• Charities as blockchain entities: Charities could be registered on the blockchain using smart contracts which link all the relevant documents with the IDs of trustees.
  • No separate register of charities: If charities are registered on the blockchain, there would immediately be a secure, continually updated public ledger recording all of their information. Hence a separate, dedicated register would be redundant.
  • Real-time reporting: Annual reporting would no longer be necessary if transactions were conducted or recorded on the blockchain, as accurate, real-time information on spending would be available to everyone.
  • Proactive enforcement: Smart contracts could be used to provide an early-warning system for breaches, allowing problems to be dealt with before they escalate.
  • Governance-by-algorithm: laws and regulations could be embedded in the very smart contracts governing how charities operate, so that it would not be possible to break them and hence enforcement would become unnecessary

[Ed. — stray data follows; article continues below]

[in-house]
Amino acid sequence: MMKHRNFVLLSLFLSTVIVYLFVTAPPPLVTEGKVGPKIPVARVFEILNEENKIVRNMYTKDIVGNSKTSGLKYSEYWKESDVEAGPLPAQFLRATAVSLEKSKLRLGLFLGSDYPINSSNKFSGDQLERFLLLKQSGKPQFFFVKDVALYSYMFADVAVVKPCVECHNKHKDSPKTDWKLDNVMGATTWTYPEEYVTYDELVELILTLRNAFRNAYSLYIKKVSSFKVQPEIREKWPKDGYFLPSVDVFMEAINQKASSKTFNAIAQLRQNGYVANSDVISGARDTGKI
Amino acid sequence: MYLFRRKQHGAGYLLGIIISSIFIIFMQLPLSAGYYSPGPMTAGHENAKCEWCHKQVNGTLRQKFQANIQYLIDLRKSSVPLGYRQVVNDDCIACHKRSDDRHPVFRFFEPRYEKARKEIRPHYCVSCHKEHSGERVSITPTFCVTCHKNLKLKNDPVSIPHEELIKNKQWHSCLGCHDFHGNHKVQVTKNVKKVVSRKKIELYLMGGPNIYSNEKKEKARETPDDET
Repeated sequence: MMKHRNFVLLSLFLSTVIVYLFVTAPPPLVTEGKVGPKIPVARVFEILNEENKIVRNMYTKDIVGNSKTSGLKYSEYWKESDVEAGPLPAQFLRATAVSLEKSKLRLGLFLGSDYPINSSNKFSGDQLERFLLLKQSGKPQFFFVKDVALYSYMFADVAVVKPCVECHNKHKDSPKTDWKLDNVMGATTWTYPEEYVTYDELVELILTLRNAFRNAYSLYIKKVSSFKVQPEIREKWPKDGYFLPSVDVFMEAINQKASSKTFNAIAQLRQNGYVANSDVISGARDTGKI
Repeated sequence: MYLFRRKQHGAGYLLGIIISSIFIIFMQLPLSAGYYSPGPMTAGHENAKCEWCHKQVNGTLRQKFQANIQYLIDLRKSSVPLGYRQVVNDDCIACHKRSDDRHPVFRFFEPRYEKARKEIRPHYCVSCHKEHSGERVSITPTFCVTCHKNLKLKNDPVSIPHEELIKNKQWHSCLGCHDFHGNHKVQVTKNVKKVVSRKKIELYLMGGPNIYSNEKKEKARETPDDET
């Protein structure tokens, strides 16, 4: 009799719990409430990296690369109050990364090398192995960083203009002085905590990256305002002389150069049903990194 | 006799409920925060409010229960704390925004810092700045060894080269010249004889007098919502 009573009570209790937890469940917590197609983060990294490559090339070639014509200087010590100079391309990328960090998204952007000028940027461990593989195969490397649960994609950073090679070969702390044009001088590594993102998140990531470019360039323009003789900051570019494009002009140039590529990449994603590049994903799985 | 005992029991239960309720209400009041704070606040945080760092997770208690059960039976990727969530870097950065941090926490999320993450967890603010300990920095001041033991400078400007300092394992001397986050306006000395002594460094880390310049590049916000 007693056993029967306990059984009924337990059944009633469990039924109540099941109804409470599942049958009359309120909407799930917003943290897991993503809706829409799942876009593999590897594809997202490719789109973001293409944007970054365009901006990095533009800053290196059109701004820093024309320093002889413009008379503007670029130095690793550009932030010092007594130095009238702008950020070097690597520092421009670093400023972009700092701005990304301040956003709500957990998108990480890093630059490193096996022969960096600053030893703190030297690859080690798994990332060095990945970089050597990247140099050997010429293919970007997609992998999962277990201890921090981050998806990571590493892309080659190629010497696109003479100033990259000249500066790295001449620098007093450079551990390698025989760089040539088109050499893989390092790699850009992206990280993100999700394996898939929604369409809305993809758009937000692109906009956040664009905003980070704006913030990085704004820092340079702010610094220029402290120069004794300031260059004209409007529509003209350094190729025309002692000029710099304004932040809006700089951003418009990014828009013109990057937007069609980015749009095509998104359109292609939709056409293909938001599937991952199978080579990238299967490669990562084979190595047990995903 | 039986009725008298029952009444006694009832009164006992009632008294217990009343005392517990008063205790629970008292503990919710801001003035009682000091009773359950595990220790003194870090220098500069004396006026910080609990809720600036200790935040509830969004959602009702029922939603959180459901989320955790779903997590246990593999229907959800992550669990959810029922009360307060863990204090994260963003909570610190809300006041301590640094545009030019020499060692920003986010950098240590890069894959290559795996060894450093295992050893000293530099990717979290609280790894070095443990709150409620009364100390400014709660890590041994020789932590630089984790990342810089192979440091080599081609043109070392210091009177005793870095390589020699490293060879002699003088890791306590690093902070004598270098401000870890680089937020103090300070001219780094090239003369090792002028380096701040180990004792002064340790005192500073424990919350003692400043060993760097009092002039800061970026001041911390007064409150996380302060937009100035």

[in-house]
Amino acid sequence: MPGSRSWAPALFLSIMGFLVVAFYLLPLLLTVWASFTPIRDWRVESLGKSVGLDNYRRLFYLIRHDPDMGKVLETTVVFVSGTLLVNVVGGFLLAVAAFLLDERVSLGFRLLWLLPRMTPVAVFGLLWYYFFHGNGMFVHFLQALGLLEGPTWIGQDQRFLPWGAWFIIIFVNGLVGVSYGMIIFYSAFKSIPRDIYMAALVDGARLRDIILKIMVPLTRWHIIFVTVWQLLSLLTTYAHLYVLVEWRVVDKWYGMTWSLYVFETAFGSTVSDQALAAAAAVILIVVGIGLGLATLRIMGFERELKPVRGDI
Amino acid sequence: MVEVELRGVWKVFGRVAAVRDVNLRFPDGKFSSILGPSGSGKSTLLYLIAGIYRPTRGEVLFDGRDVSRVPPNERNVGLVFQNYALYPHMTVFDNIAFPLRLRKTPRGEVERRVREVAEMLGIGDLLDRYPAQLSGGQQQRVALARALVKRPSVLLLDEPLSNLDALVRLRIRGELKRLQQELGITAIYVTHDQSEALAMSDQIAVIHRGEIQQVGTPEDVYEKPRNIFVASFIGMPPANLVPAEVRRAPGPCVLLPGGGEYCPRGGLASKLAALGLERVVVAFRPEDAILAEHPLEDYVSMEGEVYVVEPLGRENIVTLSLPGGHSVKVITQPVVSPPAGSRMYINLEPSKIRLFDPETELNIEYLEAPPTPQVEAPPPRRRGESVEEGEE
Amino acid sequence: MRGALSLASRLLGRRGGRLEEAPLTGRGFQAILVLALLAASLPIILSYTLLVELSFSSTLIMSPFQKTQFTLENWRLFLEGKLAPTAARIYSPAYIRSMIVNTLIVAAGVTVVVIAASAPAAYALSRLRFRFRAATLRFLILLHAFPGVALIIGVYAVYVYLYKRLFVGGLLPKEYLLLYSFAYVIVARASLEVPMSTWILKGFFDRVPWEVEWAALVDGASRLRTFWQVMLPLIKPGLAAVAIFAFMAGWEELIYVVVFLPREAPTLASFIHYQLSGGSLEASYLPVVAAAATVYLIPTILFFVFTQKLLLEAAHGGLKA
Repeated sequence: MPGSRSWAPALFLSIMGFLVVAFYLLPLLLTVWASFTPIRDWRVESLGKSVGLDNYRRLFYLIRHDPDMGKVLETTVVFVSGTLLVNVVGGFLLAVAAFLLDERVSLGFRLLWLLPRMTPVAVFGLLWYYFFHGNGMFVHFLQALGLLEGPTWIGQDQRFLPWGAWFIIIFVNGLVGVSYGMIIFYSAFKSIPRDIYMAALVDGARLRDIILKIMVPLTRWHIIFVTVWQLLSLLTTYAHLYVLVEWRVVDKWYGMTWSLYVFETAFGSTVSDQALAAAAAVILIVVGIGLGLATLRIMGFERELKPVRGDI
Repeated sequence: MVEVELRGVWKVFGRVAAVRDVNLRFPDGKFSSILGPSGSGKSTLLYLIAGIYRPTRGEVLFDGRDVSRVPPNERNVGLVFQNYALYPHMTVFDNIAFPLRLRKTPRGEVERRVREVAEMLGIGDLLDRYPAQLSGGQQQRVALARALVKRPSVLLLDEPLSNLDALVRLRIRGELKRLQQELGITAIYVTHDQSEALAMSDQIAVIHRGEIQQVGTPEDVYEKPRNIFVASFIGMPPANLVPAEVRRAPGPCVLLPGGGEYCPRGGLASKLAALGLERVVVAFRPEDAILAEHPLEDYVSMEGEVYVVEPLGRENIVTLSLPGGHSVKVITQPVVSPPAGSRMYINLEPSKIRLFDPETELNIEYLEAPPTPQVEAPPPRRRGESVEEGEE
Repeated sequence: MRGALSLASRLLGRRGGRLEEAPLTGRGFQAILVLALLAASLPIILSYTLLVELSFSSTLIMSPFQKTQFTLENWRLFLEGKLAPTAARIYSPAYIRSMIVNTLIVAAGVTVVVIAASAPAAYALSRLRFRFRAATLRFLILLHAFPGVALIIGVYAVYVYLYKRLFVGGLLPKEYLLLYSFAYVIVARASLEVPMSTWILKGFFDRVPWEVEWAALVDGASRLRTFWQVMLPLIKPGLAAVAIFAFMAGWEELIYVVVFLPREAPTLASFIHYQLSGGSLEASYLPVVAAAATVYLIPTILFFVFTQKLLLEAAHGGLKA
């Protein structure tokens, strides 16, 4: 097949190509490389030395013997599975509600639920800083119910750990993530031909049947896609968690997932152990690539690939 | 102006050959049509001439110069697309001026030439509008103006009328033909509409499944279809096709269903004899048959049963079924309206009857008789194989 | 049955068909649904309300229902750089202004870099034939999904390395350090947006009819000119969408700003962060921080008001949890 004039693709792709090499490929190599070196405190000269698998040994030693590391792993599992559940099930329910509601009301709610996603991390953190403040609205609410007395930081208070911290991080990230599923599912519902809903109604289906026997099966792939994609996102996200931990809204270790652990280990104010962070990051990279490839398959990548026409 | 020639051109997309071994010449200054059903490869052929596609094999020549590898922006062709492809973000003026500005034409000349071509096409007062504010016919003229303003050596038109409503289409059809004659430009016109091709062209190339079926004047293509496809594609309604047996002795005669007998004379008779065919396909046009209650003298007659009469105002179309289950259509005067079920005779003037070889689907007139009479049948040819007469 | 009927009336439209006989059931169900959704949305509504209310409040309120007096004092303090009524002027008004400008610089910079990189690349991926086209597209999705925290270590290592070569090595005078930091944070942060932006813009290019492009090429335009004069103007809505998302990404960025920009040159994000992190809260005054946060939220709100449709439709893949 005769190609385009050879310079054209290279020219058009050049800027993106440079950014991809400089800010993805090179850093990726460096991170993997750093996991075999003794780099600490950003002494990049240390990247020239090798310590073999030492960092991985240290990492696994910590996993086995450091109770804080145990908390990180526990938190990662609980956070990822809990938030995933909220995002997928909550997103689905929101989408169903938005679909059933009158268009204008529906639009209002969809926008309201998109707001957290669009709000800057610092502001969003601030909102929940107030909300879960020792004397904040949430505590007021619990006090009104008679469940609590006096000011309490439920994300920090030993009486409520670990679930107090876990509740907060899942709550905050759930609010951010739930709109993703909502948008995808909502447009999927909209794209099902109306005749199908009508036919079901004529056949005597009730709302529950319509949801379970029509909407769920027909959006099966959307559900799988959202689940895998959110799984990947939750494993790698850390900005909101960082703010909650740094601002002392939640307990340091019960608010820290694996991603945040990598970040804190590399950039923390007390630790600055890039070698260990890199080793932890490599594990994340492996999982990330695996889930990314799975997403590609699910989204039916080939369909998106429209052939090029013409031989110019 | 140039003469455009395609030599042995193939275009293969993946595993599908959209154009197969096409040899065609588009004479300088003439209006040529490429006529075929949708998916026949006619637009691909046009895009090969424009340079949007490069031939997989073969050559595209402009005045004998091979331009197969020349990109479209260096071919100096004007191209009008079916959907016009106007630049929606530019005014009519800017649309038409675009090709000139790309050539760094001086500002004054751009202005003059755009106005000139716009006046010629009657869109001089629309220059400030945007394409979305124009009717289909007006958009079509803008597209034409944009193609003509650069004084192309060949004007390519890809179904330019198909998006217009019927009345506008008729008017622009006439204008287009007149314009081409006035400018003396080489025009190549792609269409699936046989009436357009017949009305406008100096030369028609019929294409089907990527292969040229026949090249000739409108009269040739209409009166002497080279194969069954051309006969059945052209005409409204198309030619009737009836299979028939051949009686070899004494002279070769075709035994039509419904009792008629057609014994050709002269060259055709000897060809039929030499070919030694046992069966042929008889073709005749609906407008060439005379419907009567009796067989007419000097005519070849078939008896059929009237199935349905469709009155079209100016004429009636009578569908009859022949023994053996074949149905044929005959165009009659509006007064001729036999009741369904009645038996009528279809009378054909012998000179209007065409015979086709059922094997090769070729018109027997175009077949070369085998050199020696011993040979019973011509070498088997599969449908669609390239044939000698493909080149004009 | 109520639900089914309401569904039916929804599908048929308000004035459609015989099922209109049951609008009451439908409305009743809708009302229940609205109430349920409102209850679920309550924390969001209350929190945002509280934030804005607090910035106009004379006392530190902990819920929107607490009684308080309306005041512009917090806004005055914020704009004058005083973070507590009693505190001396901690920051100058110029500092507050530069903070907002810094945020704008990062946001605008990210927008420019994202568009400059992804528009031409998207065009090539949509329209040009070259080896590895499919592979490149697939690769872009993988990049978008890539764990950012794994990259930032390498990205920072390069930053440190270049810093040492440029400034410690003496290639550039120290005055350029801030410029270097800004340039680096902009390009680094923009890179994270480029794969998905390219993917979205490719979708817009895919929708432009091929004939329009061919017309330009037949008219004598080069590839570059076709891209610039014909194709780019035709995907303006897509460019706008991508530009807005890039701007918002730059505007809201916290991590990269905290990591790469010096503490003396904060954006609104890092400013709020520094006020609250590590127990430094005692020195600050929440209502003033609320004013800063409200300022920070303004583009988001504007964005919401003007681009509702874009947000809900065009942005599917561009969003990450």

• Consensus-based regulation: the smart contracts in the system of governance-by algorithm could be agreed by consensus among the users of the system, with representatives of the judicial system retaining an appropriate arbitration role as expert “oracles”.

 

 

Obviously this is fairly forward-looking stuff, and it is well-known that futurology is a mug’s game, but even if the technological developments I have posited do not come to pass in the exact form I am suggesting, I do think that the general trends toward decentralisation and greater transparency will happen come what may. If CSOs want to be equipped for this new environment, they need to think through the issues now so that they have a chance to shape developments and are in a position to take advantage of any opportunities which may arise.

 

 

Rhodri Davies